Anti-gay KY Clerk's Case a New Twist on 'Right to Work'
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Author: Kathy Wilkes
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To many in the labor movement, the case of Rowan County, KY, clerk Kim Davis just might have a familiar ring to it. Davis has refused to issue marriage licenses to same-sex couples on religious grounds and ordered deputy clerks to do the same. In effect, she has asserted a right to skirt fundamental obligations of employment-an act that is at the heart of so-called "right to work" (RTW) laws adopted by half of these not-so United States of America.

Not that she's getting away with it. She was jailed for defying a court order. The right-wing is reliably behind her, justifying, as they have with RTW, the refusal of job requirements based on personal belief.


State RTW laws prohibit labor contract language requiring workers to join a union or pay for services the union provides. Regardless of the cost of negotiating and enforcing wages, benefits and working conditions, the union has a duty of fair representation to all workers under the contract, whether they pay for it or not.

Unions just don't happen. It takes a majority vote for workers to get their union certified. Contracts just don't happen either. They come about in typically tough negotiations, evolve over time, and, in non-RTW states, routinely include "security" provisions for dues or fees that enable the union to fulfill its duties.

Additionally, union members have the right to participate in union governance, which may include setting the bargaining agenda, ratifying labor contracts, voting on union rules, and more. Ultimately, the contract, including dues or fees, is the product of workplace democracy.

Come RTW, however, and we see the spectacle of spinmeisters in rapid-fire F-bombing claiming an individual "freedom" to (let's face it) freeload.

"This freedom-to-work legislation will give workers the freedom to choose whether or not they want to join a union," said Governor Scott Walker as Wisconsin debated RTW. Actually no one is forced to be a union member, and, absent state RTW laws, federal law permits unions to collect fair share fees from nonmembers in jobs the contract covers.

"It's freedom to work!" proclaimed Governor Mitch Snyder as RTW went forward in Michigan.

"Worker freedom is on the march," declared Brett Healy of the conservative Maciver Institute, gushing over RTW victories in various states.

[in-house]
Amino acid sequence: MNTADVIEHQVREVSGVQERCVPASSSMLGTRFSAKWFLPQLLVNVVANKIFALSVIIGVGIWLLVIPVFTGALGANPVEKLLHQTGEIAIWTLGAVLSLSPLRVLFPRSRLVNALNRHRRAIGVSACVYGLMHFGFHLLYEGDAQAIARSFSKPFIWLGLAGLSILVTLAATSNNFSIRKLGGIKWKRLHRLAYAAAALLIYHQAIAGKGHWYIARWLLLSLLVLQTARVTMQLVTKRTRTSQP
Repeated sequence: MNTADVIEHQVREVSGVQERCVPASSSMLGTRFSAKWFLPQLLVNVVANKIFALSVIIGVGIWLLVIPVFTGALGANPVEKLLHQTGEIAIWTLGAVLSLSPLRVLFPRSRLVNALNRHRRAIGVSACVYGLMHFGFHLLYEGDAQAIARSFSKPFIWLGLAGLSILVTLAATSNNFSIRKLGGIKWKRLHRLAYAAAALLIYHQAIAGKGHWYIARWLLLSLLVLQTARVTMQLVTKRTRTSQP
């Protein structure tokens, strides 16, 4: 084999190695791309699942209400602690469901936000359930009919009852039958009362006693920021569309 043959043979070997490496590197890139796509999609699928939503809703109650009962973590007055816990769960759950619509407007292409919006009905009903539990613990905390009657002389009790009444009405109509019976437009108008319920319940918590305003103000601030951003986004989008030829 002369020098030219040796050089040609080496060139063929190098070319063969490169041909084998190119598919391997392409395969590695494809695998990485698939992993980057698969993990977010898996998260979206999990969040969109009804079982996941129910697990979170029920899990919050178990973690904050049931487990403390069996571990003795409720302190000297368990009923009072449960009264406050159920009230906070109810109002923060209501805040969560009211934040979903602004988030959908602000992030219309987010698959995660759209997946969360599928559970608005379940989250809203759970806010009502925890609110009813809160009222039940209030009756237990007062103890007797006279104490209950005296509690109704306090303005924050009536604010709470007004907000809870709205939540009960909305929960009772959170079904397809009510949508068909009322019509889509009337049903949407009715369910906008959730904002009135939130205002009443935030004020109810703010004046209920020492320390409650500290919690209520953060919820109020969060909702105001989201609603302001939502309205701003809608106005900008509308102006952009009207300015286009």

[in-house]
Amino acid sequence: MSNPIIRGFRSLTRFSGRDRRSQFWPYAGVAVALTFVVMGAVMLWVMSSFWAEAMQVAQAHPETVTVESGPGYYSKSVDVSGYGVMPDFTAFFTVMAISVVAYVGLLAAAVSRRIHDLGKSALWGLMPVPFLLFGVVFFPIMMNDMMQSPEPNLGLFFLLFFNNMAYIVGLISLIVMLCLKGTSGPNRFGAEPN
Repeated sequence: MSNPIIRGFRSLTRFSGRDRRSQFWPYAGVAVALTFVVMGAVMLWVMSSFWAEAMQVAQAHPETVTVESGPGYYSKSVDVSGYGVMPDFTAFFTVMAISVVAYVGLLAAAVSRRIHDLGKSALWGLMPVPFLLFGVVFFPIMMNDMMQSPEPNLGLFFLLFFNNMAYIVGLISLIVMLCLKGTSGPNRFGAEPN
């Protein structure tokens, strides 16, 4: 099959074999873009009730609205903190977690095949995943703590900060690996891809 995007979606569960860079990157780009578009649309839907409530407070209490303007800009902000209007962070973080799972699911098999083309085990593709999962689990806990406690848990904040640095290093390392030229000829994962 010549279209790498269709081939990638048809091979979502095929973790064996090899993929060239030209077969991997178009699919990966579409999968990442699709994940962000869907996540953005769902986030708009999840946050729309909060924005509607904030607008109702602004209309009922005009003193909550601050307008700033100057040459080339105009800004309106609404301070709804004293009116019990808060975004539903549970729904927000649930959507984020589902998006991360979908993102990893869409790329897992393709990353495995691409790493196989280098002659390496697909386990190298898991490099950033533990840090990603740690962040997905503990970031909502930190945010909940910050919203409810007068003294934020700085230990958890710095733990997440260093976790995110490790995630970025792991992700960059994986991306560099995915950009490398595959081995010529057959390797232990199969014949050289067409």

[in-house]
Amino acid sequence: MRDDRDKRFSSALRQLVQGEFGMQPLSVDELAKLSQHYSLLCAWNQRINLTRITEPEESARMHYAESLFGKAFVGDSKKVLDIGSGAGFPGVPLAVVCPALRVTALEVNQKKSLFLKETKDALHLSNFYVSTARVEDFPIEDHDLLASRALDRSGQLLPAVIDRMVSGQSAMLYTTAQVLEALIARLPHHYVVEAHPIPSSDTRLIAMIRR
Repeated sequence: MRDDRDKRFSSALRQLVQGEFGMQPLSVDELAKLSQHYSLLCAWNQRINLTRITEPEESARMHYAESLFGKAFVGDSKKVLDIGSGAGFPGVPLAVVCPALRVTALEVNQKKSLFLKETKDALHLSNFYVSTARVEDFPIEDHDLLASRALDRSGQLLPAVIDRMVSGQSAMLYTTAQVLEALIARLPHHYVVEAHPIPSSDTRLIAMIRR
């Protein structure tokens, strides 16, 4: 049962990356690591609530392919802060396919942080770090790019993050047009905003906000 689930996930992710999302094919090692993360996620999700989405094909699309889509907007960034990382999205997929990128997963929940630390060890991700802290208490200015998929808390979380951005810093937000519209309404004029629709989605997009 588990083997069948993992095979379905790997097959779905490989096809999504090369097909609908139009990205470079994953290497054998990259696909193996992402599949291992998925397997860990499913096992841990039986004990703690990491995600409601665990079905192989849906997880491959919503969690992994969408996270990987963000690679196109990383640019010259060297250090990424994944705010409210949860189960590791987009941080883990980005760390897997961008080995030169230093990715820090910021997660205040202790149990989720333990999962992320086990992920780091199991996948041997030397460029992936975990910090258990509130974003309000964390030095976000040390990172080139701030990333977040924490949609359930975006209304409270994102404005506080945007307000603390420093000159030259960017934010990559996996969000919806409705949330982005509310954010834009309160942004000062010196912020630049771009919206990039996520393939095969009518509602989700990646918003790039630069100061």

You get the idea. And we see the same kind of rationale now about Kim Davis.   


"I think you should be able to keep your job and follow your conscience. I absolutely do believe people have a First Amendment right, a constitutional right."-Governor Bobby Jindal (LA)

"While the clerk's office has a governmental duty to carry out the law, there should be a way to protect the religious freedom and conscience rights of individuals working in the office."-US Senator Marco Rubio (TX)

"Kim Davis is a prisoner of her conscience, if you will."-Davis Attorney Mat Staver

There's a difference between RTW, which limits agreements between workers' unions and employers, and First Amendment restrictions on government in matters of religion, speech, expression, association and so on. For conservatives, though, rights are rolled up into one, giant "freedom" ball aimed at imposing individual beliefs at the expense of democracy right down to the duties of a job. Who then are the prisoners of conscience?

Millions of workaday folks around the US understand that, to be gainfully employed, they must either meet job requirements or find work elsewhere. That's why you don't see Amish astronauts, Muslim pole dancers,  Hasidic Jews doing buzz cuts, or vegan animal lovers selling leather whips to lion tamers. That's why a pro-labor, buy-American atheist trucker who wants to earn a buck will deliver Chinese-made bibles to union-busting Walmart.

So, what are the chances RTW/Davis fans support the rights of the rest of us? My guess: about the same as finding cocktail wienies in an ashram.

[Kathy Wilkes is a longtime labor activist, writer and editor; a union co-founder; and a former union organizer, officer and communications director.]

Copyright Kathy Wilkes 2015

Larry Wilmore Rips Right Wing and Kim Davis

    WILMORE: But she's got a lot of support, and people are calling her brave because she's "speaking her mind." That's right, she's "speaking her mind." But if "speaking her mind" hurts other people, that's not brave, it's bullshit. Here's what I want to know. Why is speaking your mind a quality rewarded above all others right now? Doesn't it seem like that? I mean, it doesn't matter that Donald Trump called Mexicans rapists. He was "speaking his mind." I'm voting for him. He's "speaking his mind."

    "I can't let those gays get married because of my beliefs." No one cares about your beliefs. The whole point of a government job is to not give a damn. That's the whole point. That's why you work for the government.
    WIMMORE: I don't know about you guys, but when I see a group of people from the South with white crosses cheering to not allow people their constitutional rights, it kind of just gives me a tingly, lynch-y feeling.

Listen here to the full segment, from this past Tuesday's (September 8) The Nightly Show with Larry Wilmore


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